The federal bankruptcy judge in the Dana Corporation case, Judge Lifland, has ruled that the executive pay plan is illegal because it amounts to a prohibited retention payment. The ruling is a surprise because the payment was structured to technically be a bonus and not a "retention" payment, giving the Judge, if he choose to use it, a literal way of approving the payment. The Judge refused, using the "if it walks like a duck..." argument. The holding is a pleasant surprise because the bankruptcy judges have an incentive to encourage bankruptcy filings in their courts (insolvent companies shop for courts) and the holding will, no doubt, drive some filings away from the New York court. The ruling showed courage (not shown by the Delaware Supreme Court in the Disney case, a court also sensitive about the effect of its decisions on corporate elections to incorporate in the state).
ISS Up for Sale
The country's premier proxy advisory service, Institutional Shareholder Services, is up for sale for $500 million or so. ISS evaluates "objectively" all the shareholder votes and elections in publicly-traded companies for institutional investors. Whoever buys the company necessarily will be carefully investigated for conflicts of interest.
New Executive Compensation Tax Rules?
Reporters Charles Forelle and Kara Scannell ("Revisiting Executive-Pay Law") in today's Wall Street Journal write that Congress is looking to amend the 1993 provision that caps business expense deductions for executive compensation at $1 million to eliminate the performance-based compensation exemption, used primarily on "at the money" compensatory stock options. Since the $1 million cap is below market for most companies, it would increase taxes paid by most corporations. Most doubt it would affect overall levels of compensation however. It would limit a common public justification for stock options and could affect the composition of compensation packages, however. A complete overhaul of the tax rules on stock options needs to include the qualified option rules that give individual tax preferences to "qualified" at the money option programs for employees and discourage indexed and other forms of options and restricted stock grants.
September 5, 2006
Hedge Fund Ratings
Moody's Investors Service published today its first public rating of individual hedge funds. The ratings will help investors monitor their hedge fund investments and may lead hedge funds (particularly the repeat players who are constantly raising new funds) to be more transparent in an effort to improve their ratings. Moody's success will stimulate competitive private rating services. This is all to the good and shows that market forces can and will discipline the hedge fund industry.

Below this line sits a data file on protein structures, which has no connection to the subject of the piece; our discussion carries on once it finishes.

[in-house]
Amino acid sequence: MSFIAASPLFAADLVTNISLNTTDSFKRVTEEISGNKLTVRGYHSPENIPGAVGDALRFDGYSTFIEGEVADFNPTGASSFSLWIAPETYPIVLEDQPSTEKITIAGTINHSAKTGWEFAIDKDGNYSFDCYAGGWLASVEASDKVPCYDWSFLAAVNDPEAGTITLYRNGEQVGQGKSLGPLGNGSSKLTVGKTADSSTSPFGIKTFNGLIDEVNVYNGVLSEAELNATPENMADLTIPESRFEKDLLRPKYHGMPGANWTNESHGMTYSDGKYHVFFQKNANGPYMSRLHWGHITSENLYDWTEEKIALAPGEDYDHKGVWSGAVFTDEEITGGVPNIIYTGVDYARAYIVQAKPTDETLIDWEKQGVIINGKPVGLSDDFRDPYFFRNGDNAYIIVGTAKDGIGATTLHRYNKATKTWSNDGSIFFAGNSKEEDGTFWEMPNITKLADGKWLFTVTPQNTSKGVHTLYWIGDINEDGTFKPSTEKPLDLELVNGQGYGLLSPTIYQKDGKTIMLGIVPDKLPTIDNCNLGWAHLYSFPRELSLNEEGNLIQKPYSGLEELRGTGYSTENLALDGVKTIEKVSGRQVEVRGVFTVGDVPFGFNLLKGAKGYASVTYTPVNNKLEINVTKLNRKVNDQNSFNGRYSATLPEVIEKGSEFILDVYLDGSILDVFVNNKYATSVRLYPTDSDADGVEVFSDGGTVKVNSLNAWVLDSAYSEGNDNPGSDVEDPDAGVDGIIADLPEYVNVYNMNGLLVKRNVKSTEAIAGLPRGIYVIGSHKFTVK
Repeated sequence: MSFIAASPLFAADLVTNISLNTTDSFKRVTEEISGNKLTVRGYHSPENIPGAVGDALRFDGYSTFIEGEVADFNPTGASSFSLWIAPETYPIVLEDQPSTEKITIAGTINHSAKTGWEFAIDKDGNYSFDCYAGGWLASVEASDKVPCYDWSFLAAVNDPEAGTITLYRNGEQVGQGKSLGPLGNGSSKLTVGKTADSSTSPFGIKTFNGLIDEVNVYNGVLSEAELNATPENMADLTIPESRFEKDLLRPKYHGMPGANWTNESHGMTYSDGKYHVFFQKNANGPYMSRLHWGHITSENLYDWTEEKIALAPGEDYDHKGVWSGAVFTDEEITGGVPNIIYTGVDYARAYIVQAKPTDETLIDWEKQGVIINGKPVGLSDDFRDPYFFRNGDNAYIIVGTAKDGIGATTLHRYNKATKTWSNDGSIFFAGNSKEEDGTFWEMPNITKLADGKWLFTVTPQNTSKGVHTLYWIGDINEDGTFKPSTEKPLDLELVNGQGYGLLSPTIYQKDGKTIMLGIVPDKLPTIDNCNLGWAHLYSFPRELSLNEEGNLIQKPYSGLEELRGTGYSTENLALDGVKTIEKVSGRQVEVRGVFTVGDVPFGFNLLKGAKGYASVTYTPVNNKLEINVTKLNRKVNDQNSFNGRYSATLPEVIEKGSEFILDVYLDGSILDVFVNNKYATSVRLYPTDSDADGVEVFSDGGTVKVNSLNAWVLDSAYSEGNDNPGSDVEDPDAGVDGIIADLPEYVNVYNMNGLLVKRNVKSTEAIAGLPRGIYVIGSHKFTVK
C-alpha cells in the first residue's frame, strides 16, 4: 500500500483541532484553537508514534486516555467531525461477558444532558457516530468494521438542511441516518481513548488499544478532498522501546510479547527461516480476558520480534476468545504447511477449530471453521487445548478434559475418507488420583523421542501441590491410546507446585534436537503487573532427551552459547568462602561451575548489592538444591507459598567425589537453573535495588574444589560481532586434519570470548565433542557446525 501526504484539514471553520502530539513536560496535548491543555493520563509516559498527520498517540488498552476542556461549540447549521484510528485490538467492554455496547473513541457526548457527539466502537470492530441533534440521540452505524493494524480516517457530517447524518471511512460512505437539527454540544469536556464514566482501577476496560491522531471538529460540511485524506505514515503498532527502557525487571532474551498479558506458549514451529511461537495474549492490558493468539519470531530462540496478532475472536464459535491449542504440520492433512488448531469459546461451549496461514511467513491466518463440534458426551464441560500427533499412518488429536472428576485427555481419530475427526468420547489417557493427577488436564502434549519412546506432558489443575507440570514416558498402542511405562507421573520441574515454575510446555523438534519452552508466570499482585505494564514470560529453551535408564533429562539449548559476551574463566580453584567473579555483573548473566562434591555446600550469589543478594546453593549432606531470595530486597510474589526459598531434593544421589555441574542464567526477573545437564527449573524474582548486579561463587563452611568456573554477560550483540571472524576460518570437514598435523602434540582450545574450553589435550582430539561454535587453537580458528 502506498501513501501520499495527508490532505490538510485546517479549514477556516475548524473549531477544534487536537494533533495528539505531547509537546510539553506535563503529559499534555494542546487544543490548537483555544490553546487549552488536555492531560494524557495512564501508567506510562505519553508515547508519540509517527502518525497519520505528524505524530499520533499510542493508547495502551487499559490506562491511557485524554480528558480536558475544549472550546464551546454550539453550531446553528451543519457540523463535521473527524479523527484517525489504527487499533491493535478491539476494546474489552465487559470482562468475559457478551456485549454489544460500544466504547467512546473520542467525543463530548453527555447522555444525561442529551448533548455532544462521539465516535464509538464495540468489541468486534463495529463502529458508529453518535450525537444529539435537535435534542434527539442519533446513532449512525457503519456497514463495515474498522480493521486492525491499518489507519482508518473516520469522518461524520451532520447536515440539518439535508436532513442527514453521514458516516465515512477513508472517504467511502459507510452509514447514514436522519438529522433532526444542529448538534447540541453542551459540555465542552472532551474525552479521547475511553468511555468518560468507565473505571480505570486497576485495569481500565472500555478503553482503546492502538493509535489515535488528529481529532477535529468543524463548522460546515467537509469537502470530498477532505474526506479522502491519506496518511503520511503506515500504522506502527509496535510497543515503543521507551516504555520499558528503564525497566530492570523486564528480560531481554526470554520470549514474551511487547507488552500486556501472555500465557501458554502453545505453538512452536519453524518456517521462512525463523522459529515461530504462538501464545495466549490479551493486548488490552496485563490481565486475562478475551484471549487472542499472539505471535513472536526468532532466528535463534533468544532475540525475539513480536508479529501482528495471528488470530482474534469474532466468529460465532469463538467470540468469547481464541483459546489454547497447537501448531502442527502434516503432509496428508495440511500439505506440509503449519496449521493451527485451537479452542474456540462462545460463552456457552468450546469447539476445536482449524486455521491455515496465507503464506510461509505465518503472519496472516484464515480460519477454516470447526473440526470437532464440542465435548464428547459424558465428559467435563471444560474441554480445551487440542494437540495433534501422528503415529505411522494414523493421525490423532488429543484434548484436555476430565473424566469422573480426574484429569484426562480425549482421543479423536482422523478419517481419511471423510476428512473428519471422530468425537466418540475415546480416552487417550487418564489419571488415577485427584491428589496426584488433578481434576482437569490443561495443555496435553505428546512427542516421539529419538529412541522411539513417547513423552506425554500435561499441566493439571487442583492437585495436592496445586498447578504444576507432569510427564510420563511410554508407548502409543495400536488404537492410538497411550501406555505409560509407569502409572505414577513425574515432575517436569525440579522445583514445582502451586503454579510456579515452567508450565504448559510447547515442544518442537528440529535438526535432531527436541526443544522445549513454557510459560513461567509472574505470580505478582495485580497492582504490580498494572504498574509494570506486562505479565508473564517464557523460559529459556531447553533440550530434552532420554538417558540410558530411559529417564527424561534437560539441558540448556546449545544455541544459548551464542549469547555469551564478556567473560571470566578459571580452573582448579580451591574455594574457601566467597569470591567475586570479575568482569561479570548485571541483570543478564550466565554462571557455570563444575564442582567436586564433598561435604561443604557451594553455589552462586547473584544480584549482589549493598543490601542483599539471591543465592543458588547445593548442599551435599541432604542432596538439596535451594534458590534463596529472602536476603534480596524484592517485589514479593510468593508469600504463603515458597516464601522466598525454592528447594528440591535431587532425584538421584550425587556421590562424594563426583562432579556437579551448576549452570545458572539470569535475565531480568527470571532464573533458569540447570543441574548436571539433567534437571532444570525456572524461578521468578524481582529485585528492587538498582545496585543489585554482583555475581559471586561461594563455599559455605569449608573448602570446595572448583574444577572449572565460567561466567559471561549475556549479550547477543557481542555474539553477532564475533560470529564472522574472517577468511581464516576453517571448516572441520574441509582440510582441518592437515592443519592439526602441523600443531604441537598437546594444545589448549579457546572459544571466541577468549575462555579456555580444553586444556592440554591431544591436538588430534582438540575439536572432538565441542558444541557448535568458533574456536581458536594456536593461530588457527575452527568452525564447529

September 3, 2006
Joseph Stiglitz on Globalization
I participated in a conference with Joseph Stiglitz several years ago on the causes of the 2001 high-tech crash. I am a great admirer of the work that won him the Nobel prize, the effect of asymmetric information in bargaining, work that looked carefully at bargaining details in context. At the conference he ripped corporate executives, no surprise there, but then decided that we need to lift the business judgment rule for executives. Executives would be liable for ordinary negligence in court (as opposed to gross negligence). Whoa... In private conversation I asked him whether he wanted judges to run United States corporations. He said, "of course, not"... I asked him to think of how his recommendation would play out in practice. Lost on him. After the conference I read his two new books; both are full of this kind of logic -- see a big problem; propose feel-good, grand scale institutional solutions that demand wealth redistribution; ignore the practical details in how we create or maintain the solutions. His demand, for example, that the United States cede sovereignty to an international tribunal to enforce his new global rules overlooks the minor detail of how to select the judges.
Pity. His Nobel prize winning work was the reverse -- look at the details of bargaining and minutely assess the effects of changing the informational context.
Ben Stein on MBOs
Ben Stein's column in the New York Times on MBOs ("There Ought to Be a Law"), leveraged buyouts of publicly traded companies that include the senior members of the management team, is correct. He noted the first notorious case of Metromedia (that stimulated an article by me in the 80s on the problems with MBOs) and notes that the basic situation (insiders use inside knowledge to buy the company cheap from the public shareholders) continues. I would not prohibit the deals but I would make them more difficult to do. MBOs managerial participants should disclose their pre-deal calculations for a personal profit (IRR calculations) on the MBO, their plans for the company once private, and should disclose why a privately held company and not a publicly traded company should undertake the plans. Curently, as noted in previous posts here, the HCA deal, an MBO, smells.